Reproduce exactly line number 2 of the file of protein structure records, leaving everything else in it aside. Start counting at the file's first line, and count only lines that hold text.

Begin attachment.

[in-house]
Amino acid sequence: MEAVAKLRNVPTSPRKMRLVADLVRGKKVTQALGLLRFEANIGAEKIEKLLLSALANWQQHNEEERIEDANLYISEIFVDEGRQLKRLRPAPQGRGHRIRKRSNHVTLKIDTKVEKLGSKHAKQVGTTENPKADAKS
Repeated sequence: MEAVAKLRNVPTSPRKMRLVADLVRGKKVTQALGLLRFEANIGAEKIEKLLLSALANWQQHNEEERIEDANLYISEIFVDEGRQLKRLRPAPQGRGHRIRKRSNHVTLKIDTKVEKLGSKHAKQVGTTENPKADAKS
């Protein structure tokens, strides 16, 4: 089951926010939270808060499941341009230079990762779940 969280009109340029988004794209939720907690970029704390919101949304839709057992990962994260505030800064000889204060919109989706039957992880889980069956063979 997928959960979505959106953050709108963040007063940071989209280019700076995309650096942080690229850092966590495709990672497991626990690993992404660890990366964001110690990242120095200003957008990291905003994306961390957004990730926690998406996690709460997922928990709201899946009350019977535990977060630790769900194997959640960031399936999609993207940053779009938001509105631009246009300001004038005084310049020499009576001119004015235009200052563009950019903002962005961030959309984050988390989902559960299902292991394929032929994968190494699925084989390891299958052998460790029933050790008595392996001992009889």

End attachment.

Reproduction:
Amino acid sequence: MEAVAKLRNVPTSPRKMRLVADLVRGKKVTQALGLLRFEANIGAEKIEKLLLSALANWQQHNEEERIEDANLYISEIFVDEGRQLKRLRPAPQGRGHRIRKRSNHVTLKIDTKVEKLGSKHAKQVGTTENPKADAKS